Times are challenging and in many parts of the world even frightening. Both health wise and on an economic scale.
Almost everything seems to have stopped. International flights have certainly stopped. Many stores, building projects, hairdressers and so on are not able to continue their businesses for the moment. Like with so many other things, the stalemate is spreading like rings in the water.
We are all hoping and waiting for this to pass and start working as usual again. One big question is of course what we do in the meantime. Only a few companies are daring to develop new products and services during such times. The risks are high and many find it better to sit tight for the time being.
But a period of reduced or no activity should and can be utilised to prepare for the returned activities after the standstill.
I am not a sailor myself, but I know that many boat owners spend the winters, when sailing is impossible, to prepare for the spring. The boat may need some repair or a new coating. It is not time for great expeditions but for proper maintenance, which often suffers of low prioritisation when the sun shines, the wind is optimal and we can sail onwards to new destinations.
A similar case can be made for app development. We have grown accustomed to an increasingly faster changing world, where apps constantly need to be developed and present new features. New developments and new features are top priority often leaving maintenance and error handling behind.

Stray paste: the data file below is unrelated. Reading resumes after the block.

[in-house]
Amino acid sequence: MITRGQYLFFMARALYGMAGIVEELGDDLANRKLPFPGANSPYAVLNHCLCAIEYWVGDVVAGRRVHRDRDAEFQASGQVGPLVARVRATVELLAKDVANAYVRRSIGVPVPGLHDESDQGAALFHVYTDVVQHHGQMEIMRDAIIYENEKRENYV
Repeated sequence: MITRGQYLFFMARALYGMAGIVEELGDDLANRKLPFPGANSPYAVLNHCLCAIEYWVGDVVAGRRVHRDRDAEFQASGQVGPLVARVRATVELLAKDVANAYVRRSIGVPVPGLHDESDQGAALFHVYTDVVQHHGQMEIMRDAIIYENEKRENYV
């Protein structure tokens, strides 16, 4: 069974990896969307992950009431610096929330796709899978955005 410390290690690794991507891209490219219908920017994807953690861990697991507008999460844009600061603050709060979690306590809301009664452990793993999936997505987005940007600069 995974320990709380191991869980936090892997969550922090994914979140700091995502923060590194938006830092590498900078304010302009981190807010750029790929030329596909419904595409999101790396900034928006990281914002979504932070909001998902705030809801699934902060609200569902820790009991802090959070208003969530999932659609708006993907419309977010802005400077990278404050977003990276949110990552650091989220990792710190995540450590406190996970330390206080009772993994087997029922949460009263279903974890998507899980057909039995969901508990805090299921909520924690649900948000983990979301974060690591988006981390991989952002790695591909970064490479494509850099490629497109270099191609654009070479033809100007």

Think of a management meeting in any company developing mobile apps. Unless the app has suffered from severe crashes and errors, most resources will be directed towards the development of new features and new functionalities. App owners have made users accustomed to an ever ongoing development of new capabilities.
As many businesses are in a mode of hold, this is the optimal time to look at the already great applications that you have created and make them even more awesome.
One important goal should be to make the app more robust with fewer errors.
Shipbook has created a great platform with tools just for that purpose. The tools are based on our basic core expertise in log management for mobile apps. We have developed two main modules: Logbook and Loglytics. The basis for both is that we allow app developers to remotely collect all log files (or those you choose to collect) from your end users.
Logbook lets you view all your logs and allows for easy search. This is great if you have become aware of a problem occurring with some of your users and you wish to understand what happened prior to the error.
Loglytics is a patent pending feature where we group errors and thus gives you a clear picture of what errors are affecting most users and giving you alerts when there is a drastic increase in specific errors.
Without becoming too technical, our logging solution is a simple, open source SDK. It literally only takes a few minutes to implement upon which you are ready to collect all your mobile logs. Most of our customers save the logs in the cloud, but we also offer an option to save them on your local storage.
If you invest a little time in consolidating your app now, you will be better prepared to return to money time, when businesses get moving again.
Needless to say that the easiness of implementation and the cloud-nature of Shipbook makes it perfect for times when some or many of the people in your development teams are working from home.
I invite you to read two additional blogs written by the CEO of Shipbook Elisha Sterngold: